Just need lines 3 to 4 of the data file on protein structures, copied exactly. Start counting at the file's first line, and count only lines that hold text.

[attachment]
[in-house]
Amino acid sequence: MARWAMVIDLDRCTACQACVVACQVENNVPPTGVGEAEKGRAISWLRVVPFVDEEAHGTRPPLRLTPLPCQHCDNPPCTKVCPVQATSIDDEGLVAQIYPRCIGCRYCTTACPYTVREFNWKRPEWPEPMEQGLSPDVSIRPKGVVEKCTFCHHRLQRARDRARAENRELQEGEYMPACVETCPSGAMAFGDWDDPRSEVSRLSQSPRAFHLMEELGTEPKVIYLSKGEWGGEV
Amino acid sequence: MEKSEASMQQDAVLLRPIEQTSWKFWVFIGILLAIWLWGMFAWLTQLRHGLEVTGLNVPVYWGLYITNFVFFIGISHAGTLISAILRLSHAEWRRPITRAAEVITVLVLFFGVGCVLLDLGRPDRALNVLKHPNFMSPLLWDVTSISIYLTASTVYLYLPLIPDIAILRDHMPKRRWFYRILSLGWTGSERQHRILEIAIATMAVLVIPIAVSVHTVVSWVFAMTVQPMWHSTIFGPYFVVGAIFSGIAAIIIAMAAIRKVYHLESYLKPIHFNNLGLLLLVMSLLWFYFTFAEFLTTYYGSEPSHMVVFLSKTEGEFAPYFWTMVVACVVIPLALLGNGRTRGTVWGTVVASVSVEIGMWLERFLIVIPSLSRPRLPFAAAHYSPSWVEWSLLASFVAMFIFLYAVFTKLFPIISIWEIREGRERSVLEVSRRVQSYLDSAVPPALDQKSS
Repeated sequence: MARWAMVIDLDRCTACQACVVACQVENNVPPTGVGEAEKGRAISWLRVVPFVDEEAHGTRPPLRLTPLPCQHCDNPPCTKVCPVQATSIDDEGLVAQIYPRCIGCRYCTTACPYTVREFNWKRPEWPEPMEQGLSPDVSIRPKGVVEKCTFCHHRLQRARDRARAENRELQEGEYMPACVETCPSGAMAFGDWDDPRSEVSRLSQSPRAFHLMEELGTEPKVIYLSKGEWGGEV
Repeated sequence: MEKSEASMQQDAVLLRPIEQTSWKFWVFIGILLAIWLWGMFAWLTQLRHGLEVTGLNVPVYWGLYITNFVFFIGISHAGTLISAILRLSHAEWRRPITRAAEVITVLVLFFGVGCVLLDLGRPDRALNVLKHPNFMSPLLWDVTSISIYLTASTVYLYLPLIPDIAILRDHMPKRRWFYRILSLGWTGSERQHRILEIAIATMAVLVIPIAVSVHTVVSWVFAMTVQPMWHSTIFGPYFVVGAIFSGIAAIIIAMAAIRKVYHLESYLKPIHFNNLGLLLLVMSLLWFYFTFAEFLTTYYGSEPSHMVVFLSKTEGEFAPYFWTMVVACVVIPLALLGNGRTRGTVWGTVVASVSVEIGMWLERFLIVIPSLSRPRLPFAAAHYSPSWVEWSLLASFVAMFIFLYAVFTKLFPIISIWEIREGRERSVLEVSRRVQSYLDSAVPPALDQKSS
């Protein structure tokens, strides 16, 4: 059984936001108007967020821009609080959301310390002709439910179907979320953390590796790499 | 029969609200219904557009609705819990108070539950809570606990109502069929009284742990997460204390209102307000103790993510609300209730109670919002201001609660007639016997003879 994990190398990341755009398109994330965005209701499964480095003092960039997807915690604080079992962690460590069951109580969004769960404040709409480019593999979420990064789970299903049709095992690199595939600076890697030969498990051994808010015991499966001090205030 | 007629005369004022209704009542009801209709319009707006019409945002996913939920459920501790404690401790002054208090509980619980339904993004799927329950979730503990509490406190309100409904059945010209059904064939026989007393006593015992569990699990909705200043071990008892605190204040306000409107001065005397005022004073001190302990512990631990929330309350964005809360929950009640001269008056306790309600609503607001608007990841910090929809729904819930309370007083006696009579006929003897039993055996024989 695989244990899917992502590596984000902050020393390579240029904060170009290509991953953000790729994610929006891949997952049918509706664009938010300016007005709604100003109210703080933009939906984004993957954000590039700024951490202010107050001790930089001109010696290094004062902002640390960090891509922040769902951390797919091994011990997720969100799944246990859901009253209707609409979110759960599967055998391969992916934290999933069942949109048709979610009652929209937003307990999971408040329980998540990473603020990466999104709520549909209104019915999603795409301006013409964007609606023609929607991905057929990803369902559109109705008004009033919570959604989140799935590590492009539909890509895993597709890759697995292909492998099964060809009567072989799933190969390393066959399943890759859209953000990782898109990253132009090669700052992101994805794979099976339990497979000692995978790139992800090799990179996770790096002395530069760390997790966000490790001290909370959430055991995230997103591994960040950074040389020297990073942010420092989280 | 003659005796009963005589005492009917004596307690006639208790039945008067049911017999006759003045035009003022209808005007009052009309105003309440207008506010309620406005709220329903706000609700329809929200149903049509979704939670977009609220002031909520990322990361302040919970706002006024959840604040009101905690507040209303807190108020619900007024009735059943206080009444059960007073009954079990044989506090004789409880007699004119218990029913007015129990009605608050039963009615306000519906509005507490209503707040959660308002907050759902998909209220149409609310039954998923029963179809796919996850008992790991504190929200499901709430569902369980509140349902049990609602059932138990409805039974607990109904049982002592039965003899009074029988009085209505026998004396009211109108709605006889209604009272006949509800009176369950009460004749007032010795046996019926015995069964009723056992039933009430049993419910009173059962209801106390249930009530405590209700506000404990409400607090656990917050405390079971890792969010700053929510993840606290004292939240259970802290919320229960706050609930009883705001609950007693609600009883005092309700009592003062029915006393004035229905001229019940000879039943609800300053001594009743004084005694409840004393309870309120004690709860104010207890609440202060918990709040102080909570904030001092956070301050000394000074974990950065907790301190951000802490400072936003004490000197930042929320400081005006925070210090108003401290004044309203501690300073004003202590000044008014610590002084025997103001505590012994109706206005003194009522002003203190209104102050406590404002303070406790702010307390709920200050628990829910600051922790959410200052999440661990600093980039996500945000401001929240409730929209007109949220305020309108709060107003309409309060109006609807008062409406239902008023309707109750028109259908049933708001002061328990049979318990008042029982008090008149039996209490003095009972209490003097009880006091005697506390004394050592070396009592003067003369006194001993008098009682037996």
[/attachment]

Amino acid sequence: MEKSEASMQQDAVLLRPIEQTSWKFWVFIGILLAIWLWGMFAWLTQLRHGLEVTGLNVPVYWGLYITNFVFFIGISHAGTLISAILRLSHAEWRRPITRAAEVITVLVLFFGVGCVLLDLGRPDRALNVLKHPNFMSPLLWDVTSISIYLTASTVYLYLPLIPDIAILRDHMPKRRWFYRILSLGWTGSERQHRILEIAIATMAVLVIPIAVSVHTVVSWVFAMTVQPMWHSTIFGPYFVVGAIFSGIAAIIIAMAAIRKVYHLESYLKPIHFNNLGLLLLVMSLLWFYFTFAEFLTTYYGSEPSHMVVFLSKTEGEFAPYFWTMVVACVVIPLALLGNGRTRGTVWGTVVASVSVEIGMWLERFLIVIPSLSRPRLPFAAAHYSPSWVEWSLLASFVAMFIFLYAVFTKLFPIISIWEIREGRERSVLEVSRRVQSYLDSAVPPALDQKSS
Repeated sequence: MARWAMVIDLDRCTACQACVVACQVENNVPPTGVGEAEKGRAISWLRVVPFVDEEAHGTRPPLRLTPLPCQHCDNPPCTKVCPVQATSIDDEGLVAQIYPRCIGCRYCTTACPYTVREFNWKRPEWPEPMEQGLSPDVSIRPKGVVEKCTFCHHRLQRARDRARAENRELQEGEYMPACVETCPSGAMAFGDWDDPRSEVSRLSQSPRAFHLMEELGTEPKVIYLSKGEWGGEV